Moving on.

For Angry Maw, the Canon camera was connected to a Showtime Video Ventures Camera Color Processor VV-700PP unit, which is basically a stripped-down colour corrector that fitted between the camera and VCR to fix bad colour phasing from worn tubes and bad lighting, or boost weak colour and video levels.

This amazing little gizmo were apparently made between 1983-1985 before Showtime decided to stick to table-top box versions, and hybrid models that incorporated colour correction, video sharpness / softness, and video levels which in prior years were produced as standalone models.


Behold the Showtime Video Ventures Video Distribution Amp (it controls video levels of a selectable 2 inputs and spits them out to 5 sources) + a Video Stabilizer which re-assigns a vertical sync pulse to unstable signals. This model was popular with consumers for other reasons during the era of problematic rental videotapes. Ahem.


I will get around to making some short-shorts demonstrating what these black & grey boxes do, because they’re great for softening hard and hot analogue signals before recording them to a digital source like MiniDV. Digital has a low tolerance for hot and low video levels, and given my Panasonic mixer’s on the blink, the boxes temper the raw footage before it hits the digital realm.

Another handy trick is just piping the signal through a VCR before recording to MiniDV, because VCRs have circuitry designed to stabilize extreme levels that a MiniDV recorder can’t handle. A TBC can also help, but I’ve found it sometimes changes the rawness of the footage , and with crude boxes I can find a sweet spot as a signal goes through various routings where video level, colour phasing & saturation, luminance levels, and sharpness are tweaked and re-routed in improvised fashion.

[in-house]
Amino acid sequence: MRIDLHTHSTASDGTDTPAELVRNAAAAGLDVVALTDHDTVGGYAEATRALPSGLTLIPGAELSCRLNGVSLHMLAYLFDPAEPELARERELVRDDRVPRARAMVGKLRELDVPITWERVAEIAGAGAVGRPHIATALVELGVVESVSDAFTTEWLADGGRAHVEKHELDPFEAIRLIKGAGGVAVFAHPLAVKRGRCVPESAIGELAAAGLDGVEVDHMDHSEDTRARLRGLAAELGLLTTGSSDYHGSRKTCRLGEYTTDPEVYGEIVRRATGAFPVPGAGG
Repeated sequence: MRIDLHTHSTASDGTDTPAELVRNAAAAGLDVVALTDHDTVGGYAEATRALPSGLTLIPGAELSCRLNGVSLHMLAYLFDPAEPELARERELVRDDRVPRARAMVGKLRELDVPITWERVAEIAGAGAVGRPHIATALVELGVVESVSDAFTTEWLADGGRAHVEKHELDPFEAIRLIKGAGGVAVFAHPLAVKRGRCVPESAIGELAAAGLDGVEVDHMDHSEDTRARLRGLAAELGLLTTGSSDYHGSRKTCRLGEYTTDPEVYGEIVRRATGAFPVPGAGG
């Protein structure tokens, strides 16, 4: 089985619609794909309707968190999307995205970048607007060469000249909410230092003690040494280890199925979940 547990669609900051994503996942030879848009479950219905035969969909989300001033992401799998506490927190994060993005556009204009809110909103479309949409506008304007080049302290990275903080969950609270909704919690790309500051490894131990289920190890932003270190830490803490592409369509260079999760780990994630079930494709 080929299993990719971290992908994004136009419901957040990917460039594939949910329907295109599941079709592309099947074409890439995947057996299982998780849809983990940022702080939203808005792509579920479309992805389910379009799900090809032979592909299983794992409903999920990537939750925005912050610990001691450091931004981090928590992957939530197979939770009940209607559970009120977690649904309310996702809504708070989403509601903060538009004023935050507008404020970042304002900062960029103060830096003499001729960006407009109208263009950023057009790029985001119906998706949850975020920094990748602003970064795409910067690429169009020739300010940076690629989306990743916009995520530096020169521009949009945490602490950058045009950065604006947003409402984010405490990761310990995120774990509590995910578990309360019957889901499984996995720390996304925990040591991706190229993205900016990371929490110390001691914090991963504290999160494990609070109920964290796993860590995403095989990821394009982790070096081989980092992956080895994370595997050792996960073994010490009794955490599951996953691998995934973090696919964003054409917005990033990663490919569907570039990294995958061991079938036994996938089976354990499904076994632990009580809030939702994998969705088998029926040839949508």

So back to the signal order: Canon to Video Ventures gizmo, then a pass-through a Panasonic VHS VCR, then a combination of routing through Sony SEG-1 and 1A mixers, the Panasonic mixer, and then DV. In Adobe Premiere I chose to work with the B&W footage over the colour variant I recorded, inverted it to a negative image, tinted the edges with green colour, and applied a combination of weird filters.

Result: Angry Maw.


On Vimeo:

Angry Maw [extract] from Mark R. Hasan on Vimeo.


On YouTube:


Also in the works is a short video showing the Sharp QC-54 Newvicon tube camera in a bright summer garden setting. It’s very brief footage that demonstrates what the camera captures using its limited lens and auto-exposure system, and what the footage looks like when colour-corrected in Premiere.


Sharp QC-54 Newvicon tube camera (which is actually a customized yet re-badged Konica CV-301 model). You’ll soon see what its auto-exposure system can (and, er, can’t do) very well on a sunny day.


I shot the material to give a hint of what the camera can do in ideal lighting situations, since I used it to create smeared footage in parts of BSV. If there’s time, I hope to take the good Canon VC-50 outside as well, and film some fall garden material.

Lastly, the short film on the Sony AVC-3250 is still in stasis and won’t be touched until the BSV teaser trailer’s been completed.


The Sony AVC-3250, barely used, and lookin’ real pretty.


I’d love to take the 3250 outside, but it’s such a heavy camera in need of an assorted gear just to record a 2:1 sync’d image to disc that it’s not possible. Other reason: my camera was barely used, and is in impeccable condition, so I’m hesitant to getting it a little worn around the edges. A studio setting’s more ideal, which is really where this beast belongs.

Still, its size is nothing compared to a Panasonic PK-200 (re-badged as a RCA CC-002). With set up with its long zoom lens, an external electronic viewfinder, and when locked into its portable grip, it’s a shoulder-busting monster. Really nice, warm, Technicolor-ish Vidicon colours, though.


A Panasonic PK-200 Vidicon tube camera re-badged as a RCA CC-002. The Canon zoom lens is 100% manual and has no auto-focus, but it’s a gorgeous lens. The side-mounted electronic viewfinder is big and clunky and causes serious finger bruising when screwing on / off the viewfinder. The designer of the terrible mounting system should’ve been beaten with the biggest idiot stick in Osaka.


Stay tuned for the trailer, with snapshots of more peculiar vintage gear.





Mark R. Hasan, Editor
Big Head Amusements

Comments are closed.